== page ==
The phrase was used in an e-mail describing a story about Jude Law and Sienna Miller, according to Coulson’s lawyer, Timothy Langdale. “Does the phrase ‘special checks’’ mean anything,” Langdale asked?
“No, I don’t think it means anything to me,” Coulson replied today during his second week of testimony at the nearly six-month-old trial. “I think all reporters think their checks are special.”
Coulson, 46, is one of seven people on trial for a variety of wrongdoing at News Corp.’s U.K. newspapers, including voice-mail interception and bribing public officials. A scandal over phone hacking in 2011 led News Corp. Chairman Rupert Murdoch to close the 168-year-old News of the World.
Today is the first time Coulson has responded to Dan Evans, a former reporter at the paper who appeared as a witness on behalf of prosecutors earlier this year. Evans’s testimony focused on stories about Miller and whether the actress had an affair with Daniel Craig, the star of the James Bond movies.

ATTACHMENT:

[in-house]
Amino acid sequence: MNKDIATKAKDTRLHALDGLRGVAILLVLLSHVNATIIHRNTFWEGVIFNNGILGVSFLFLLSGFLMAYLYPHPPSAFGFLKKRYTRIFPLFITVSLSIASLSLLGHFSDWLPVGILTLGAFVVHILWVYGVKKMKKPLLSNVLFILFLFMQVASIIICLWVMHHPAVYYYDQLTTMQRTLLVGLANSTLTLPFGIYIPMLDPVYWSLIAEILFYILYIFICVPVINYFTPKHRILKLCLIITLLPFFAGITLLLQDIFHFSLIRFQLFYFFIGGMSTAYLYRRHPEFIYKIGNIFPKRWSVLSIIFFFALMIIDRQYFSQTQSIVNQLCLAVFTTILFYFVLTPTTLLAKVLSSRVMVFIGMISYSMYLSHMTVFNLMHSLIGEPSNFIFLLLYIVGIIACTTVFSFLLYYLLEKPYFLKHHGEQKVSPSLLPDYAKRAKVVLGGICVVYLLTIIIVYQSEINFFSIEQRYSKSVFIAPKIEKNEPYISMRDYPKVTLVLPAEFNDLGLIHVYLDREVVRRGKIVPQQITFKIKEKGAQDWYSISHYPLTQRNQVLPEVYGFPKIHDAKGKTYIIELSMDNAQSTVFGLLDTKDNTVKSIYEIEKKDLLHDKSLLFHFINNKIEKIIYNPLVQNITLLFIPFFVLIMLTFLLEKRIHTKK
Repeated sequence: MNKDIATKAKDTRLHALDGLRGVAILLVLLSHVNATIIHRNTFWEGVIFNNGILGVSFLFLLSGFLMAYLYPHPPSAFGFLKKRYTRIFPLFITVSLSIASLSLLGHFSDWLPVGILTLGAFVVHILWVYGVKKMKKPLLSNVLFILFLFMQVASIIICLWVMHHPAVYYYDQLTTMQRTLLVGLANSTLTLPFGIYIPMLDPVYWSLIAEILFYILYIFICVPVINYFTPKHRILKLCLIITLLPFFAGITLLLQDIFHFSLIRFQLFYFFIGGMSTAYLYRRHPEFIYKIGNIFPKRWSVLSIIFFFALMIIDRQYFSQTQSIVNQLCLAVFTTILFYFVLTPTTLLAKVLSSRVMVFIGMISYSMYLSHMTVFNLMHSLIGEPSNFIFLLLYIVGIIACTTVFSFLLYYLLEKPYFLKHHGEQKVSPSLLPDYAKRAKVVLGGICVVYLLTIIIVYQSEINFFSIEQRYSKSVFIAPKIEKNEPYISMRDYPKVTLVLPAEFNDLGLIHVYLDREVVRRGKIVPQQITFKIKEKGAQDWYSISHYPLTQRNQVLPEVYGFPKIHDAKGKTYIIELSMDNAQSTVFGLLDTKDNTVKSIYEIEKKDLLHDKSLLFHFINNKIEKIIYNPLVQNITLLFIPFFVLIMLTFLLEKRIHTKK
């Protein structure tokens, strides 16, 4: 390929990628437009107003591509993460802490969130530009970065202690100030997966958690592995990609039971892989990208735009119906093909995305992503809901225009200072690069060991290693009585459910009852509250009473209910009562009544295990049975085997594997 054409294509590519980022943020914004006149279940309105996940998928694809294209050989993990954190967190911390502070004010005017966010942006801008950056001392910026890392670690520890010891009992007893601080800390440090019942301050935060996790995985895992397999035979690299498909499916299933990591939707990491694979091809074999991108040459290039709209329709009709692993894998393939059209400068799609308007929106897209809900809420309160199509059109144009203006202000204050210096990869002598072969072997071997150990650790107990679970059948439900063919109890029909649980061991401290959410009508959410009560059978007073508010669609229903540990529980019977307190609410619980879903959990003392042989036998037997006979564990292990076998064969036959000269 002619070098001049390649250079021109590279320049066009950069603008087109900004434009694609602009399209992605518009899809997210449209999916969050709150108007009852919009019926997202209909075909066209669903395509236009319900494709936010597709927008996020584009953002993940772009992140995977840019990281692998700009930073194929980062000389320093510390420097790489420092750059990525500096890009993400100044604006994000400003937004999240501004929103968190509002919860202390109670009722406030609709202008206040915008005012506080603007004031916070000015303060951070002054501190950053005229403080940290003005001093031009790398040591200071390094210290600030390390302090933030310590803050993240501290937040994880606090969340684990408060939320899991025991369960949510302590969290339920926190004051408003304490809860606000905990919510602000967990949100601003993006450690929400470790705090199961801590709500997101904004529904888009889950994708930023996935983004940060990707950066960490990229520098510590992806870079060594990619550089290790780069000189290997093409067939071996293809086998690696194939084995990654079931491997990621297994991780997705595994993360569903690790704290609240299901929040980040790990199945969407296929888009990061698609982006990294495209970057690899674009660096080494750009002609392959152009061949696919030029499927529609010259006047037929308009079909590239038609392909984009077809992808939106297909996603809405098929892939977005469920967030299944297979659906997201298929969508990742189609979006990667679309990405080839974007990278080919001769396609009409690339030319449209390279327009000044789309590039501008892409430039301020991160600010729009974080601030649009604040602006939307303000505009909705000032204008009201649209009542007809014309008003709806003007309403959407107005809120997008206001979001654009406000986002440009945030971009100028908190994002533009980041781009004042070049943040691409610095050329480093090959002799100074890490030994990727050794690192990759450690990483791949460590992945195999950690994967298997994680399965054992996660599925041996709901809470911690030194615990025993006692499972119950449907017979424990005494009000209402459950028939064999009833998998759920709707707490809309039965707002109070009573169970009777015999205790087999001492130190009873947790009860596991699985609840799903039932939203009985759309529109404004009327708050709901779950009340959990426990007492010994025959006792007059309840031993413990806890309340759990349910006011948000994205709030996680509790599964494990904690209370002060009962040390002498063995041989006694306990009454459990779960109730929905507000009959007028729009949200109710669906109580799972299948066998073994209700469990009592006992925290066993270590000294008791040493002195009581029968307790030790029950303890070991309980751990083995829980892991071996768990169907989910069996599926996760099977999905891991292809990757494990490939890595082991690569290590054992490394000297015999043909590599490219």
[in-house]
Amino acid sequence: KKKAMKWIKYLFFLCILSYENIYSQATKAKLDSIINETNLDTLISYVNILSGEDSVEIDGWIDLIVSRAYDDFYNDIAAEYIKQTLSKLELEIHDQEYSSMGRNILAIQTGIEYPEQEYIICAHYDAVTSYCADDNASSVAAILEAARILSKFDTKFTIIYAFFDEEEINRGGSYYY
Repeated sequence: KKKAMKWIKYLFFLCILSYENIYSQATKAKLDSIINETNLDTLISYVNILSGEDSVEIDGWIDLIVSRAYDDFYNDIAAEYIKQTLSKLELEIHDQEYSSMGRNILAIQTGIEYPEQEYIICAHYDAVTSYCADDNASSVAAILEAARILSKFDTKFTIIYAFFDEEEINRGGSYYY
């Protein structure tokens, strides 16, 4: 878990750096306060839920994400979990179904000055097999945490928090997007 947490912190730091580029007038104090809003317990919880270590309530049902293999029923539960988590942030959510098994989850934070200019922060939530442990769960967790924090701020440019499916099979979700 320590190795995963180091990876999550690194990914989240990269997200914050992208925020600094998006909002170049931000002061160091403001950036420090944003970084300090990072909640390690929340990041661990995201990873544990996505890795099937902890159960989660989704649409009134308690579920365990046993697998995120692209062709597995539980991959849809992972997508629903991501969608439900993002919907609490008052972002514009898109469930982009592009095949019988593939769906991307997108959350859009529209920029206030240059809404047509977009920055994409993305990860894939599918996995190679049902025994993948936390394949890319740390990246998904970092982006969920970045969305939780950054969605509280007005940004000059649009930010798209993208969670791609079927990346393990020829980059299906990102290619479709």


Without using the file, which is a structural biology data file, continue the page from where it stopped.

Coulson also denied that Evans played him a 2005 recording of a message left on Craig’s phone in which Miller told Craig she loved him.
Coulson, who later became a media adviser to Prime Minister David Cameron, told jurors last week that he was aware of the interception of voice-mail messages in “vague terms.”
To contact the editors responsible for this story: Anthony Aarons at email@example.com Peter Chapman